Paddy had it good. He didn’t have to hunt for dinner. He didn’t have to get his paws wet. He even had an indoor toilet. It’s true, I saw it for myself and decided that was the life for me. His life. So I put my plan into action. When the hairless bipeds came home, I’d be waiting at the door with my most pathetic, needy, I promise to wuv you face. You know, like a dog.
After a few days, I could see that it was starting to work on the Mrs. But I hit pay dirt when the twins arrived. Smaller versions of the Mr. and Mrs. They had come for a weekend visit. One look from me and they were putty in my hands. Now Paddy has to share. But that’s OK by me. I’m one of the family now and you can call me the Talented Mr. Riley.
Hope you enjoyed. Go over and check out what others wrote at: https://mondaysfinishthestory.wordpress.com/
I have been neglecting my blog. This being October and all things spook-a-licious, I thought I should take the time to resurrect this dying beast by breathing life back into it. This led me to the question: why is it so difficult to maintain?
Sure, I could argue that working a full time job, family responsibilities, moonlighting as a superhero, fighting zombies…yada, yada, yada…well, you get the idea, time is a precious commodity. Not exactly a revelation is it? Who isn’t busy juggling life’s obligations and distractions? Reality TV anyone?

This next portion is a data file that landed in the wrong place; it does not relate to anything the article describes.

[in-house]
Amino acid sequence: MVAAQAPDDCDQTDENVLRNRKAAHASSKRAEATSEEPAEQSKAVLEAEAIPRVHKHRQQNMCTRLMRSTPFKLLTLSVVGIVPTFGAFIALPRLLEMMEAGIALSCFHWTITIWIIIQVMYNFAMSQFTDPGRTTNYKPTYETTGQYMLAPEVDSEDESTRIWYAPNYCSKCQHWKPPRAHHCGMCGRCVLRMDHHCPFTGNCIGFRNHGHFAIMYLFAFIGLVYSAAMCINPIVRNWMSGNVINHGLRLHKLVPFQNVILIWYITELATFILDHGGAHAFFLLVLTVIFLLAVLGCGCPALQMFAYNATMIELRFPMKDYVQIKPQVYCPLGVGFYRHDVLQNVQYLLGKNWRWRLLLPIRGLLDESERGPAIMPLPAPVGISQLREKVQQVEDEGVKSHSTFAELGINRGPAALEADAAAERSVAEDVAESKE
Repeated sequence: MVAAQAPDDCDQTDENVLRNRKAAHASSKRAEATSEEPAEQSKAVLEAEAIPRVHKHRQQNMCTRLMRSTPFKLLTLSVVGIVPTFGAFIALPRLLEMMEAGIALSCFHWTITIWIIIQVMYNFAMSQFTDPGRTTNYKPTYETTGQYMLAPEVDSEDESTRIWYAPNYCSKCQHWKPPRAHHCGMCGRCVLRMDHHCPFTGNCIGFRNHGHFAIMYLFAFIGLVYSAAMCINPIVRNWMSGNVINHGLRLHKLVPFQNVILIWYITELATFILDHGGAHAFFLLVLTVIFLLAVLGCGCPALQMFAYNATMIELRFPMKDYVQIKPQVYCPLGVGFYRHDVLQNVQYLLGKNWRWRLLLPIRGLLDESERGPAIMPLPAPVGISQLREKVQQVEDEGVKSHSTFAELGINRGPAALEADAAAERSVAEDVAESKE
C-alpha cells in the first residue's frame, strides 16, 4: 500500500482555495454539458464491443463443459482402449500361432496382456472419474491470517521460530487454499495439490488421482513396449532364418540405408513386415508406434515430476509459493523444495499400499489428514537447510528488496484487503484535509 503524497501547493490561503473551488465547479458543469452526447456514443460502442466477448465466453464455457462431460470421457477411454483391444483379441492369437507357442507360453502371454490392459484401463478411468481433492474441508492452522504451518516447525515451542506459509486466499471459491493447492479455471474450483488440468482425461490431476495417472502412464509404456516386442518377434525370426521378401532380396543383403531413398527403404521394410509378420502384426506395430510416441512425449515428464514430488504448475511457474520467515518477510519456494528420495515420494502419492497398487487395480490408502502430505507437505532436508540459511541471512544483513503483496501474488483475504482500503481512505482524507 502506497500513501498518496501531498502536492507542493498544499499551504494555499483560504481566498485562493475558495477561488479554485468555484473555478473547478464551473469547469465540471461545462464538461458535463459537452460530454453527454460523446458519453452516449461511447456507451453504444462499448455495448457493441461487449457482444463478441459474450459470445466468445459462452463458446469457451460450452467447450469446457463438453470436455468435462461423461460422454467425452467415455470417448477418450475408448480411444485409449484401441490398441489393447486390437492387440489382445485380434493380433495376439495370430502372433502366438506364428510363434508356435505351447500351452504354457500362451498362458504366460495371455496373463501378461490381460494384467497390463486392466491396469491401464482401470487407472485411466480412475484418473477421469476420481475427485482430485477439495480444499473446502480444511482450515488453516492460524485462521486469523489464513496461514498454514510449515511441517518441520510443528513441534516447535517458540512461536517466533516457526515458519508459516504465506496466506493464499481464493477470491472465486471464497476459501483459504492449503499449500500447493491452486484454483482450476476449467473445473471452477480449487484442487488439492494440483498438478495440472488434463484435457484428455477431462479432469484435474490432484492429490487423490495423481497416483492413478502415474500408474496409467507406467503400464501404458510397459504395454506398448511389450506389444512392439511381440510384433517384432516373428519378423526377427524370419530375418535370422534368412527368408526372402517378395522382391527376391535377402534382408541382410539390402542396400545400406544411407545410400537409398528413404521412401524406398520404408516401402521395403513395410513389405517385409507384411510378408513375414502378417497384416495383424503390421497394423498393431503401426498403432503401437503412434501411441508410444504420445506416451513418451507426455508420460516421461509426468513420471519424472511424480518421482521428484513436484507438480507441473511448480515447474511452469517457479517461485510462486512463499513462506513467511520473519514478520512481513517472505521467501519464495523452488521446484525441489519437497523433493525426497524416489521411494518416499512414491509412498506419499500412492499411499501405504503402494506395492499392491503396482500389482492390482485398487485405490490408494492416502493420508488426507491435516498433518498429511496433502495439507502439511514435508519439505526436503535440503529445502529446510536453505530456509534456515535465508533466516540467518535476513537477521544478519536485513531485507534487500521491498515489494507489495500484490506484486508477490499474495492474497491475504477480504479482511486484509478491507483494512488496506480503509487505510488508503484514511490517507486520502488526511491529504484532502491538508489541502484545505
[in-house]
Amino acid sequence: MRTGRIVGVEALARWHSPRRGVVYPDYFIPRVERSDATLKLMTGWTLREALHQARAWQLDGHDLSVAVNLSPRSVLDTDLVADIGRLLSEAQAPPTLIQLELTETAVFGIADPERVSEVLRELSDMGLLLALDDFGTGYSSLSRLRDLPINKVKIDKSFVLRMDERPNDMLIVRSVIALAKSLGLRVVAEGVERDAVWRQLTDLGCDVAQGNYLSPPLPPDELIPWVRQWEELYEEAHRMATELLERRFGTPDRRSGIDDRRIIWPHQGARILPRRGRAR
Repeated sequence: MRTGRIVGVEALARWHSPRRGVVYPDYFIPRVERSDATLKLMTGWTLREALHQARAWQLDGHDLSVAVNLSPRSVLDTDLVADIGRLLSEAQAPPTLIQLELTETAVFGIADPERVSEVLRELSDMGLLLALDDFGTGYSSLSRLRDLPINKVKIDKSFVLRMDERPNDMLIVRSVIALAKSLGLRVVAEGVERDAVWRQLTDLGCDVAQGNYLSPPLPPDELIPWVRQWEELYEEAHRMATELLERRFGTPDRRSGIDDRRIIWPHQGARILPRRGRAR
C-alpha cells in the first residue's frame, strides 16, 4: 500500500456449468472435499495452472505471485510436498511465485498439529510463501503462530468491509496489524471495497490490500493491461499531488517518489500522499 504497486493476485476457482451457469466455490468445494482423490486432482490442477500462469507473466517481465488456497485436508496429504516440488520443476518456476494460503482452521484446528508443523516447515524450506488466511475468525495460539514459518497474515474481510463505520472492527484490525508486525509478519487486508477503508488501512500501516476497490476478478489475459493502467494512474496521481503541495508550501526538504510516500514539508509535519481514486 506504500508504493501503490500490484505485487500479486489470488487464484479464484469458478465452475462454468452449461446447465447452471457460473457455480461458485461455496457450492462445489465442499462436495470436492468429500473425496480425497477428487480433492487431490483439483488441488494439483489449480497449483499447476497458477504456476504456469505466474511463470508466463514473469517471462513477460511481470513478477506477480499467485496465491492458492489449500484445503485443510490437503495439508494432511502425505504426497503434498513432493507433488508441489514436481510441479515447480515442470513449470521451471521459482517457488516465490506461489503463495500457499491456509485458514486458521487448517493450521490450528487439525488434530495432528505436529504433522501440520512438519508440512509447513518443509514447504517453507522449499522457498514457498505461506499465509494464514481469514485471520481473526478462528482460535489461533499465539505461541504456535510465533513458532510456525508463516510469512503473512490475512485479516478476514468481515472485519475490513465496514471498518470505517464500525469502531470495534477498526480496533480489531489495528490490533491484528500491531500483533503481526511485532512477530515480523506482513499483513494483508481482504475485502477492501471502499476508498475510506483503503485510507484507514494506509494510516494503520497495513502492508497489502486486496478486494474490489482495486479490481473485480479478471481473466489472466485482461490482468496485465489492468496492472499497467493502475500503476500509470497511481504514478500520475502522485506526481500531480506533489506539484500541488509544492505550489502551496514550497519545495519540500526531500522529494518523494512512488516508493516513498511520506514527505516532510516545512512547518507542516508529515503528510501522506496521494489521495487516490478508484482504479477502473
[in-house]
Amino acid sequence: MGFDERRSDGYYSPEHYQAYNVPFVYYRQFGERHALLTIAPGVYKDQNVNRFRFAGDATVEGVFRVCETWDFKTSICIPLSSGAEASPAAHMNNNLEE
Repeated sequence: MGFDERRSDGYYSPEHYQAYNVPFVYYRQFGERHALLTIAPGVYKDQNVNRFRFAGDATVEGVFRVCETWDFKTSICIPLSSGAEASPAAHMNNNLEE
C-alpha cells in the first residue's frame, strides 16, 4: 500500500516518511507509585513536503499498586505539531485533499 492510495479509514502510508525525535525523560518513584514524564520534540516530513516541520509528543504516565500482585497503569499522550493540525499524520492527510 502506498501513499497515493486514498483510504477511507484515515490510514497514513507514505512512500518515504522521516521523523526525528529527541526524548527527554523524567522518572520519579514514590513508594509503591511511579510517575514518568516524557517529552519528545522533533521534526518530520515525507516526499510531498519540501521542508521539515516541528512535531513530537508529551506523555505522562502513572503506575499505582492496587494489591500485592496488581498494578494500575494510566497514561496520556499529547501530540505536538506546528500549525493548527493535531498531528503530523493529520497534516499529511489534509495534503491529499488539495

Still, I find blogging about writing to be a challenge as I’m often at a loss for what to write about. Posting my daily word counts aren’t going to get a reader’s heart racing. If I was blogging about a particular hobby, say bird watching, I could post the pictures that I took while out birding (is that the correct term?) and maybe feature a bird of the week with some fun and interesting facts.
The obvious choice would be to share my work. But that poses a unique problem. You see, I am looking to be traditionally published. So while I am eager to share my stories with the world, once posted on my site, I cannot sell the story for publication. Talk about a conundrum.